This work by American George Davidson is one a series of paintings in the museum collections at the Oregon Historical Society. Davidson produced the paintings in the mid 1790s upon his return to Boston from a fur trading voyage to the Northwest Coast (1790 - 1793).
Davidson was a housepainter and occasional artist when he joined the second fur trade expedition of Captain Robert Gray in late September 1790. Gray’s Columbia Rediviva made the voyage from Boston to the Northwest Coast in eight months, arriving at Clayoquot Sound on Vancouver Island in early June 1791. The expedition passed the summer months trading with the various aboriginal groups up and down the coast. In September 1791, Gray established a “winter quarters” on Clayoquot Sound. He named the wintering site “Adventure Cove” and referred to their encampment as “Fort Defiance.” In the 1970s, historians and archeologists identified the fort’s original location on Meares’ Island. Davidson’s painting depicts the scene at Adventure Cove after the construction of the sloop Adventure, which first mate Robert Haswell would later use for trading along the west coast of Vancouver Island in the spring of 1792. The painting features the Columbia at anchor with her topmasts removed, as well as what appears to be a self-portrait of Davidson showing his illustration of the scene to Captain Gray.
In contrast to the illustration Launch of the North West America from John Meares narrative of 1790 in which Native people are prominent, in Davidson’s painting the local indigenous people, the Tla-o-qui-at (Clayoquot), are notable for their absence. The artist represents Meares Island as a virgin land, empty but for towering forests. However, this is misleading, since by the early 1790s Clayoquot Sound was a central trading center for the maritime fur trade. Local Tla-o-qui-at leader Wickaninnish dominated the regional trade from his winter and summer villages on Meares Island. Over the fall and winter of 1791-1792, officers and crew of the Columbia engaged in lively exchanges with Wickaninnish and his people that involved trade, celebrations and common meals. Although relations between the two groups had begun on a positive note, by February 1792, tensions had developed due to cultural misunderstandings characteristic of the maritime fur trade. Captain Gray abruptly broke off relations with Wickaninnish, ordering him never to return the Columbia. First mate Robert Haswell wrote in his journal in response to Gray’s actions that “it is therefore a pity to make an open rupture with people from whom no harm is to be expected but must be attributed to a sudden irritation which will cause a man to do things that he will afterwards be sorry for.”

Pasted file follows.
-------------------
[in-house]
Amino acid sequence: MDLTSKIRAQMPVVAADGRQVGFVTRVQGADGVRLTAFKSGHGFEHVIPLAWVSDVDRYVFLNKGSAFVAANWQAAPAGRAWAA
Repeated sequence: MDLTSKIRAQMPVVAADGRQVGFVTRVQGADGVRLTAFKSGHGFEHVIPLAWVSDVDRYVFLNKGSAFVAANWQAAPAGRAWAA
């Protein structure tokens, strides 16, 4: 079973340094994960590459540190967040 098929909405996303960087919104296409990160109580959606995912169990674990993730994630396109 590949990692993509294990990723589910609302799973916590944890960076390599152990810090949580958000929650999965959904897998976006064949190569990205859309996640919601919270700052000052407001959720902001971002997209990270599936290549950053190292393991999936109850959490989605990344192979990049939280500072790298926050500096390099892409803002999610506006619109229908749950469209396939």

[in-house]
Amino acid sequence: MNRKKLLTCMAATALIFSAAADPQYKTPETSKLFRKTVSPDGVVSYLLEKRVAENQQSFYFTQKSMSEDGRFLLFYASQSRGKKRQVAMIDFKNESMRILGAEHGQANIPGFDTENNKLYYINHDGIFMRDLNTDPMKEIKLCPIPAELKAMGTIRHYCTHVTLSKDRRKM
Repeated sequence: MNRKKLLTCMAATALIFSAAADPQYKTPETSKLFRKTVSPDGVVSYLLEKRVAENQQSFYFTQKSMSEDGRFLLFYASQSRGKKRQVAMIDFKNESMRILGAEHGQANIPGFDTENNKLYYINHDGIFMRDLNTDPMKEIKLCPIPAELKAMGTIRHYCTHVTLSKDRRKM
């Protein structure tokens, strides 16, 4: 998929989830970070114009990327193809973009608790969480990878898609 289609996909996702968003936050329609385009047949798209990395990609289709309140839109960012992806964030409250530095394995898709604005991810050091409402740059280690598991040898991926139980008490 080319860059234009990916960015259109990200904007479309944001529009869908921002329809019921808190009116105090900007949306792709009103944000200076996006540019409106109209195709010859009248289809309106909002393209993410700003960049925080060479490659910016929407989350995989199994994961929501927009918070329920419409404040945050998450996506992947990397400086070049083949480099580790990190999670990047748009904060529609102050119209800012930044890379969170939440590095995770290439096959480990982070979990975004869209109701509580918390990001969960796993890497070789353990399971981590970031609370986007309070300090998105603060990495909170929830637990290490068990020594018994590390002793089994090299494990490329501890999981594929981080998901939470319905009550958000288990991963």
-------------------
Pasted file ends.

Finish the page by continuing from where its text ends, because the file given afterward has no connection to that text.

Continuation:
Nokes, Richard J. Columbia’s River: The Voyages of Robert Gray, 1787 – 1793. Tacoma, Wash., 1991.
Scofield, John. Hail Columbia: Robert Gray, John Kendrick and the Pacific Fur Trade. Portland, Oreg., 1993.
Gibson, James R. Otter Skins, Boston Ships, and China Goods: The Maritime Fur Trade on the Northwest Coast, 1785 – 1841. Seattle, Wash., 1992.
Written by Melinda Jette, © Oregon Historical Society, 2003.
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This entry was last updated on May 28, 2020